(a) Comparison of averaged ROC curves. (b) Comparison of averaged PR curves.

It is obvious that the proposed method has distinguished advantages over SubLM1, SubLM2 and TLS algorithm in parametric estimation accuracy, FPR and TPR. In addition, when entries of *A*_{0} take independent and uniform random samples from [−10, −1] ∪ [1, 10], the suggested method always outperforms the others.

### A nonlinear MAPK pathway network

This MAPK pathway model, it consists of 103 chemical elements and is described by a set of first-order ordinary nonlinear differential equations which take completely the same form as Eq (1). This model is originally built in Schoeberl et al.(2002) and capable of explaining many biological observations. Readers interested in details of this differential equations, their parameters as well as model structure, are recommended to refer to the original paper. In this simulation, 37 species whose approximation errors are relatively small are chosen to test the performance of algorithms. To generate the data using numerical simulation, experimental designs and parameter settings are given as follows:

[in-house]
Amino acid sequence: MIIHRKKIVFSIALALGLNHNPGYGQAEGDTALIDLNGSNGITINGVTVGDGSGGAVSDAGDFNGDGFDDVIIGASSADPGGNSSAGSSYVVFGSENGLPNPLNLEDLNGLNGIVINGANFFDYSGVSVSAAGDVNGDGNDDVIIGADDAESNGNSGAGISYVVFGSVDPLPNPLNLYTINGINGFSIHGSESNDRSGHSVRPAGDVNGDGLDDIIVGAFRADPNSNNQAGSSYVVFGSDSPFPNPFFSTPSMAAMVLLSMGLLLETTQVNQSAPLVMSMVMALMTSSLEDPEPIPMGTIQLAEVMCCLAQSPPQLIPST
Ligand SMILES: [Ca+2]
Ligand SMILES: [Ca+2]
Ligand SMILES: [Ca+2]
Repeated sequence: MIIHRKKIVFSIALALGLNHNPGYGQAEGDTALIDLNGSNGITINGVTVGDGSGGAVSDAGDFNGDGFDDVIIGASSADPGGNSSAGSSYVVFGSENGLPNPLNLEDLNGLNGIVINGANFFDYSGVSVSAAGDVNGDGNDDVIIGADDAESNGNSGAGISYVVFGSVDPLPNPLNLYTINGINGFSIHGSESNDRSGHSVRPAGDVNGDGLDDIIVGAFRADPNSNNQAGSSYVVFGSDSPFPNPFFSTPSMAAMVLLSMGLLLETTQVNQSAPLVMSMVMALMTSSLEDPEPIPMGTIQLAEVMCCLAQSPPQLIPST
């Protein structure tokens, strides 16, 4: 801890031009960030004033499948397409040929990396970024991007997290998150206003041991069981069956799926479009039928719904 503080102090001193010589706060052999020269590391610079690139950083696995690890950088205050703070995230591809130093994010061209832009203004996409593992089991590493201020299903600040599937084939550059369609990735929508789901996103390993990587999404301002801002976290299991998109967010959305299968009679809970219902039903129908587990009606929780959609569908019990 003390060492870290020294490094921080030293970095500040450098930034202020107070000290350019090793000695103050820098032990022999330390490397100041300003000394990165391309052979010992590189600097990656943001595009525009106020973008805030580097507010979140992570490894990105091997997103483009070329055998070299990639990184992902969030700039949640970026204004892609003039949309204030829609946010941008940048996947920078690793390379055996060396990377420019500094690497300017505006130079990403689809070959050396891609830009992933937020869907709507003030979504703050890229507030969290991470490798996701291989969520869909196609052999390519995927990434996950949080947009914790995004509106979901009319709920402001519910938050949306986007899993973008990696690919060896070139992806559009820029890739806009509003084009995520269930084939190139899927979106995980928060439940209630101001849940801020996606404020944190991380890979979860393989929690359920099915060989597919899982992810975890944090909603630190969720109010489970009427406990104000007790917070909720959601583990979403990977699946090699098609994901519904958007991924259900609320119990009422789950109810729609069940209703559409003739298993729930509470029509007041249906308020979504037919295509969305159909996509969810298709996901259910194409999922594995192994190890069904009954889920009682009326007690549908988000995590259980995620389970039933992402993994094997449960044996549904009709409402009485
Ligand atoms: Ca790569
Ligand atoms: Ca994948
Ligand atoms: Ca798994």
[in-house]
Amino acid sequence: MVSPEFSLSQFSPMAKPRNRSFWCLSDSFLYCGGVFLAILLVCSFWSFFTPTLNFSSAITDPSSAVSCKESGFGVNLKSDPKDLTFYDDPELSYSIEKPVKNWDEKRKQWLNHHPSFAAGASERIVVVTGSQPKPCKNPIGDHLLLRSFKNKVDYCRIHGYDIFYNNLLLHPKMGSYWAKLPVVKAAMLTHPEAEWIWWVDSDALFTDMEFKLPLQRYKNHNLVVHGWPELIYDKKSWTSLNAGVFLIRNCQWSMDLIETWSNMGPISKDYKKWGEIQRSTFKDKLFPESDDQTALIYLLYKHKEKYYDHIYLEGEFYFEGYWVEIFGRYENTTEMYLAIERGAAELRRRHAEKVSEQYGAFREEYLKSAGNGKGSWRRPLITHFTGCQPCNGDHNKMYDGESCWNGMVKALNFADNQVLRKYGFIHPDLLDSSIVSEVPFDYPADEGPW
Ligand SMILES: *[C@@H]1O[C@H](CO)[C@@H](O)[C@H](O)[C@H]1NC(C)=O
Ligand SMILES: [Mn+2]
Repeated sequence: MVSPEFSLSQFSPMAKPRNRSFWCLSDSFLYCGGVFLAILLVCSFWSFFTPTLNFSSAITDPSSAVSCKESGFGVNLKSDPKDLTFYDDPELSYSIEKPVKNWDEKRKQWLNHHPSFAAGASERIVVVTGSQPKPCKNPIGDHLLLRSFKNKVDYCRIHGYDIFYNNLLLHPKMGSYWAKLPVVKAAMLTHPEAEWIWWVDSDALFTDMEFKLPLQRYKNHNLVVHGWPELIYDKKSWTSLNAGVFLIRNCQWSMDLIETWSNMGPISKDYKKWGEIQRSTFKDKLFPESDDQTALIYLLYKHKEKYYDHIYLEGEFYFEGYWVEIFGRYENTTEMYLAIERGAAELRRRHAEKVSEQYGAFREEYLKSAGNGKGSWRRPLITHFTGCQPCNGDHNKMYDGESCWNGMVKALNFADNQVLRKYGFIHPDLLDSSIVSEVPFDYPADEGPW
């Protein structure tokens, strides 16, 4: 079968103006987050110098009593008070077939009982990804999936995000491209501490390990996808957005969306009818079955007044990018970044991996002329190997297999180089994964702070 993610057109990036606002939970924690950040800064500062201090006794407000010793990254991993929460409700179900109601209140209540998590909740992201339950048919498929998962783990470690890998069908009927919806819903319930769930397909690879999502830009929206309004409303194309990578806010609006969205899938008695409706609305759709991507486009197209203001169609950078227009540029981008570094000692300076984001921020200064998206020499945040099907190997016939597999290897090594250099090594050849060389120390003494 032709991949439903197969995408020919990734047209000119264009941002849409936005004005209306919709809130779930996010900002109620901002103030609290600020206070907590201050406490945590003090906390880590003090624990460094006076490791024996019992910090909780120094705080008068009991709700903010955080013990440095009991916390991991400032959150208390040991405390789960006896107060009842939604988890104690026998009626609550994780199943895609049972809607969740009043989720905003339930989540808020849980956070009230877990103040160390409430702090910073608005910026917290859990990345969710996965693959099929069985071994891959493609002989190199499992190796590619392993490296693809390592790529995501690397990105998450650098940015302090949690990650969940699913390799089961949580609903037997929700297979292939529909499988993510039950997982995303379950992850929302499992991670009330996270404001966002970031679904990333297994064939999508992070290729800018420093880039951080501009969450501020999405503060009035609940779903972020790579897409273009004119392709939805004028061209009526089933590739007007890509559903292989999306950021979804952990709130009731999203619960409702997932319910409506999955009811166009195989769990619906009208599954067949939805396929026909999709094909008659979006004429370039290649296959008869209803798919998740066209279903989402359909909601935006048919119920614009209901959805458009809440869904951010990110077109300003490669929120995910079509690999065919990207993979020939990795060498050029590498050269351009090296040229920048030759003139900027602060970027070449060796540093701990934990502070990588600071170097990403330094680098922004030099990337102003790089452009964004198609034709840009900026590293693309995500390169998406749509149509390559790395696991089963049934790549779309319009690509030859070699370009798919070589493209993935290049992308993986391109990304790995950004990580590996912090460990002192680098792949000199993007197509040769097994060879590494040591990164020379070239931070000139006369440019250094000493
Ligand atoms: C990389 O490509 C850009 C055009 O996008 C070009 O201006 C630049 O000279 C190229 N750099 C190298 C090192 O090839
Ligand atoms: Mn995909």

- The Jacobian matrix of the nonlinear function vector is at first computed at the selected stable equilibrium
*x*^{[s]}, which is further used to calculate the actual interactions among chemical elements. That is, the real causal interaction value is computed according to the following formula: - To apply the suggested algorithms, the parameters of Eq (5) for the power law are required. Based on above results, parameters of the power law are estimated through counting the number of nonzero
*u*_{ij}with a fixed*i*,*i*,*j*= 1, 2, ⋯, 103; and fitting the logarithm of the corresponding empirical probabilities. Using this method, , and are obtained.

*i*-th species are to be estimated, only the values of these

*θ*

_{k},

*k*∈ 1, 2, ⋯, 247, are permitted to be changed or perturbed which do not explicitly alter the value of the nonlinear function

*f*

_{i}(

*x*,

*p*). More specifically, an appropriate

*θ*

_{k}is selected together with 8 ∼ 12

*x*

_{k}s that are respectively changed to 0.9999

*α*

_{j}

*p*

_{j}for all the simulated time and 0.9999

*β*

_{k}

*x*

_{k}at the initial time. Here, both

*α*

_{j}and

*β*

_{j}are independent and uniform random samples from [0.9, 1]. Steady-state concentration of every species in the network is calculated before and after a perturbation using the toolbox

*Simulink*of the commercial software MATLAB. To every calculated relative concentration change at the steady states, that is , a random number is added which is independently generated according to the normal distribution with zero mean and standard deviation 10